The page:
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Funding A Pension With Really Liquid Assets

Some problems can be solved by tossing large amounts of liquid at them. Throwing water at a fire, for example. Noah’s flood, perhaps. And now, if all goes well, Diageo’s pension deficit will be added to the list.

Diageo, the London-based alcoholic beverage giant, has adopted an innovative strategy that is becoming increasingly popular in the United Kingdom: funding pension obligations with non-cash assets. The company has announced that it will reduce its pension plan’s deficit by contributing £430 million ($645 million) worth of immature whisky. That’s enough to fill about 180 Olympic swimming pools.

Though this technique is still rare, it is already garnering international attention. Companies worldwide are looking for ways to reduce pension deficits for their defined benefit plans. Using assets like real estate, or whisky, allows them to satisfy contribution obligations at a time when cash flow is tight. At least that’s the theory.

Diageo plans to buy back the whisky from the pension fund once it reaches its three-year maturity mark, replacing it with new immature spirits. The maturing whisky is expected to generate annual income of £25 million for the pension fund. The arrangement will continue for 15 years, at which time the company will buy back all of the remaining booze. The pension plan will keep the profits from the 15-year venture and the company will regain its whisky.

But what happens if something goes wrong and Diageo is unable to convert its literally liquid assets to figuratively liquid ones? Will retirees receive part of their monthly pensions in Johnny Walker Blue? If so, would they mind?

It’s easy to see how this creative solution could eventually snowball. Museums could promise their employees a one-month loan of a Picasso. Cattle companies might offer retirees a third of a cow with their monthly check. J Sainsbury PLC, a leading U.K. grocery chain, put up its own property as a pledge. One day, some lucky employee could own aisle four and its attendant clean-ups.

Joking aside, these arrangements raise some serious concerns. For one thing, who determines how much the contributed asset is worth (and therefore how much of the company’s pension obligation is satisfied by the contribution)? If the company provides the value for its own contributed asset, there is a conflict of interest, because the employer has a financial incentive to claim a high value that could shortchange the pension fund.

Even if the company hires an independent fiduciary to conduct the valuation, the ultimate power may still lie with the company, given the uneven power dynamic involved in such a transaction. The plan trustee (often a company employee) is required to act in the best interest of its pensioners, but it is difficult to remain impartial in such a situation.

American companies should also be wary of potential violations of the Employee Retirement Income Security Act (ERISA). In-kind contributions (as non-cash asset contributions are often called) can be handled legally, but they require caution and close attention. Depending on the type of asset involved and the exact details of the proposed contribution, a company may need to seek a waiver of prohibited transaction rules from the U.S. Department of Labor. Most importantly, ERISA requires that in-kind contributions be adequately diversified. An exemption exists for the transfer of “qualifying employer real property,” but ERISA stipulates that the property must consist of several parcels that are “dispersed geographically” and that each have more than one possible use.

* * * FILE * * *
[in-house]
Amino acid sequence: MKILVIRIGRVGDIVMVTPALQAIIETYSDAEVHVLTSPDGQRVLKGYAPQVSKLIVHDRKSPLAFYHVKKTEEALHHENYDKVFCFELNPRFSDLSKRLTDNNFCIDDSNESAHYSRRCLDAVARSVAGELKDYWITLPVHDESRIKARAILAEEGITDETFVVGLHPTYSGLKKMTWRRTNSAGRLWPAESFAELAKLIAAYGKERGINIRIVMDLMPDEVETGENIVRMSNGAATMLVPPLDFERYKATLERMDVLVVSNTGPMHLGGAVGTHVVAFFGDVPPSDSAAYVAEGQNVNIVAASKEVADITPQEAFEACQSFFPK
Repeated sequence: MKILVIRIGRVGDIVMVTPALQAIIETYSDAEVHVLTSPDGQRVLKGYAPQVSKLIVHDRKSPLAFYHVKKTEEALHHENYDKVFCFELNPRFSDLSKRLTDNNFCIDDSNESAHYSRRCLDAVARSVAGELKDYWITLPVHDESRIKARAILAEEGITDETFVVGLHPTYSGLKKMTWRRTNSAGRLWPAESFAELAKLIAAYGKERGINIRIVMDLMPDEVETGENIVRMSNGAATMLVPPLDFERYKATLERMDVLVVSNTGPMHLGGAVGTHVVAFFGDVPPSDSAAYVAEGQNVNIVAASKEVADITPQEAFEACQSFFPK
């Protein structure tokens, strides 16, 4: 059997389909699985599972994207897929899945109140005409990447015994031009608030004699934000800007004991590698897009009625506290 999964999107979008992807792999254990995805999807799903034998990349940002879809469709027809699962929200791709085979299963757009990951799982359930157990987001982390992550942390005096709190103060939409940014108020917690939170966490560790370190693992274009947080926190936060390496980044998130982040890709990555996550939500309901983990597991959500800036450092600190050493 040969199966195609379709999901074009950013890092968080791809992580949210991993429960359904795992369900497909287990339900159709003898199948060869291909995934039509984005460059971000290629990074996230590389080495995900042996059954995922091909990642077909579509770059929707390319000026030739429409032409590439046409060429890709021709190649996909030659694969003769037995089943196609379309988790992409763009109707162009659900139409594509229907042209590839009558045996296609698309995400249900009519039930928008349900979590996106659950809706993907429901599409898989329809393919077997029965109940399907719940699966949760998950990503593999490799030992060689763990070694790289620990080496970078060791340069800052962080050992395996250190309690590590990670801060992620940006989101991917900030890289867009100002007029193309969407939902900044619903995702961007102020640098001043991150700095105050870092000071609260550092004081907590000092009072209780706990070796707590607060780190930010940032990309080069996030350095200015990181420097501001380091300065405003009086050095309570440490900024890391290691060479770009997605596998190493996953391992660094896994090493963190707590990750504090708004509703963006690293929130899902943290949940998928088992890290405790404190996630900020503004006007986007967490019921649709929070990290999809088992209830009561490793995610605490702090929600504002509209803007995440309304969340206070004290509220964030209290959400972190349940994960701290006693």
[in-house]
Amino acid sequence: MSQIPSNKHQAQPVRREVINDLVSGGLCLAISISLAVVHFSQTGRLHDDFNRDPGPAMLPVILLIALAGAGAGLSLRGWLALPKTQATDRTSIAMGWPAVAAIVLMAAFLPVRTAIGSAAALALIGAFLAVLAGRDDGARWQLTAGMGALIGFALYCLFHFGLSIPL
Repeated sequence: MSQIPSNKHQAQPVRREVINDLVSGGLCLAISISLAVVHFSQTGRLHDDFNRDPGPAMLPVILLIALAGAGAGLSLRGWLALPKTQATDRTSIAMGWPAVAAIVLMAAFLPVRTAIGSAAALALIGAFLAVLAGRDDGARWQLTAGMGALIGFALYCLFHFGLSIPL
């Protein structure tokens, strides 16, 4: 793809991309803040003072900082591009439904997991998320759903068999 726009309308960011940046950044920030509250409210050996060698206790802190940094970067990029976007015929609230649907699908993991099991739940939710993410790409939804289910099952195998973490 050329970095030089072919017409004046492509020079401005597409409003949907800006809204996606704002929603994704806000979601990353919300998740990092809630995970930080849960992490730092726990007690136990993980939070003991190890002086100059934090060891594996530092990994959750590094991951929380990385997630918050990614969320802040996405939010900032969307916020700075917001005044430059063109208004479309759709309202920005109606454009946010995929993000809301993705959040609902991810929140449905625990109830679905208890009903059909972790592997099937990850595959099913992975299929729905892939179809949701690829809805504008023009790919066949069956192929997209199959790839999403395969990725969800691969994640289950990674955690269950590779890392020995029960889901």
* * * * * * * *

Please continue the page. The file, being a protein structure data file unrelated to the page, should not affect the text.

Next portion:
Immature whisky doesn’t present much opportunity for diversification. Between the limited ability to diversify and the potential for self-dealing, a move like Diageo’s could be difficult, if not impossible, for a U.S. company attempting a similar strategy.

Pensioners should also be skeptical of non-cash contributions if they substantially increase the pension plan’s exposure to risk. In 2003, the Department of Labor allowed Northwest Airlines to contribute stock in its Pinnacle Airlines subsidiary to meet pension obligations. This was unusual as Pinnacle shares were not publicly traded, and because both Northwest and Pinnacle were part of an airline industry that faced major difficulties following the 9/11 terrorist attacks. The contribution directly increased the pension fund’s exposure to the airline industry’s risks.

Cash-strapped companies are looking for creative ways to keep their businesses afloat while keeping their promises to current and former employees. But unless those companies truly have sufficient resources, something will have to give. We can applaud such creative thinking, but non-cash contributions come with risks and complications, some obvious and some less so.

Here’s to the hope that Diageo employees don’t wake up with a nasty financial hangover if their pension plan’s whisky investment goes sour.

If you enjoyed this article, be sure to check out Palisades Hudson’s books, The High Achiever’s Guide To Wealth and Looking Ahead: Life, Family, Wealth and Business After 55. Both are available in paperback and as e-books.

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